Historical society building


The Fayette County Historical Society has just received a new floor.

The ladies who started a city library in the late 1920s first had it in a school, which burned, and the only books left were those out on loan. For awhile, their living rooms served as a lending library.

They determined to build their own building, and for years they sold homemade aprons and jars of homemade jellies on the old courthouse lawn.

A doctor who owned a piece of land where the current historical society and the American Legion Post House sits, sold them a chunk of land on the backside. They paid several hundred dollars for it.

Plans were drawn up for a building in 1946 and construction was begun. I’m not trying to cast aspersions here, but none of their husbands contributed funds toward this effort.

Finally in the spring of 1947, the Margaret Mitchell Library opened. Miss Mitchell had given the ladies permission for naming it after her – unfortunately, the author was killed by a runaway taxi just 2 years later.

I wrote a play a number of years ago about what opening day was probably like and any descendants of these ladies living at the time, took the part of their ancestors for a historical society meeting.

By the early 1980s, there were so many bookshelves filling the Mitchell library, you had to walk sideways to get around. When it was open, it was with volunteers and supplies, such as toilet paper, had to came out of any book overdue funds.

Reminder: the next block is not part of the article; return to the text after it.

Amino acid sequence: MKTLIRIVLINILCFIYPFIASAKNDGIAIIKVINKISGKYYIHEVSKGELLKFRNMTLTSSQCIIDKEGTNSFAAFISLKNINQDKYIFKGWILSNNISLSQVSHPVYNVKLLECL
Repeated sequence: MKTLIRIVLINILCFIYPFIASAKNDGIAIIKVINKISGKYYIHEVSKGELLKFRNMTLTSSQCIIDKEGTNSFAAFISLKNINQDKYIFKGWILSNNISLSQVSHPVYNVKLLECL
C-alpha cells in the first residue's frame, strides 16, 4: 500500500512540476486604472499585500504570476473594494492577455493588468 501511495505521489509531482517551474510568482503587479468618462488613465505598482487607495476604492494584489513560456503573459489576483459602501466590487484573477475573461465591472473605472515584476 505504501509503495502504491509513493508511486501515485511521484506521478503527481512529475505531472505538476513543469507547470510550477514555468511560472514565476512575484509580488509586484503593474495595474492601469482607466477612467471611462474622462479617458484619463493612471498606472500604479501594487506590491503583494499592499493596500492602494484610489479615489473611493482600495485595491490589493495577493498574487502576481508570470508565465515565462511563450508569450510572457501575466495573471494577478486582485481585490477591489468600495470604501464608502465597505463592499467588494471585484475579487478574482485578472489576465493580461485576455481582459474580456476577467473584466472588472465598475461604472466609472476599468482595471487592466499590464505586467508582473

The city of Fayetteville and Fayette County had begun to give some funds to help out the library. When the last library founder died, the county pretty much took it over and built a Butler-style building up near the jail. It then became the Fayette County Public Library.

About 13,000 books had to be moved to the new location, and it was a community effort. One Saturday morning it was “everyone come out and pass books” and probably a hundred did. Young, old, Scouts, school children stood in a line from the “old” library up to the new one, passing books along from one person to the next.

It took us four hours to complete the effort and a couple of pizza shops in town were kind enough to donate our lunch.

The Fayette County Historical Society had also grown about now and had many reference books. We laughed at the time – you were welcome to join but if you had a basement where we could store books, you were really welcome.

In the summer of 1988 the county gave us permission to use the former library building and we have been there ever since. Bear in mind, though, these are reference books and the society is not a lending library. You must come and stay to use them. It is open on Tuesdays from 6 p.m to 9 p.m., Thursdays from 10 a.m. to 1 p.m. and Saturdays from 9 a.m. to 1 p.m.

You can see how the floor of this building began to sag and needed attention. The county has responded and its use is once again good to go.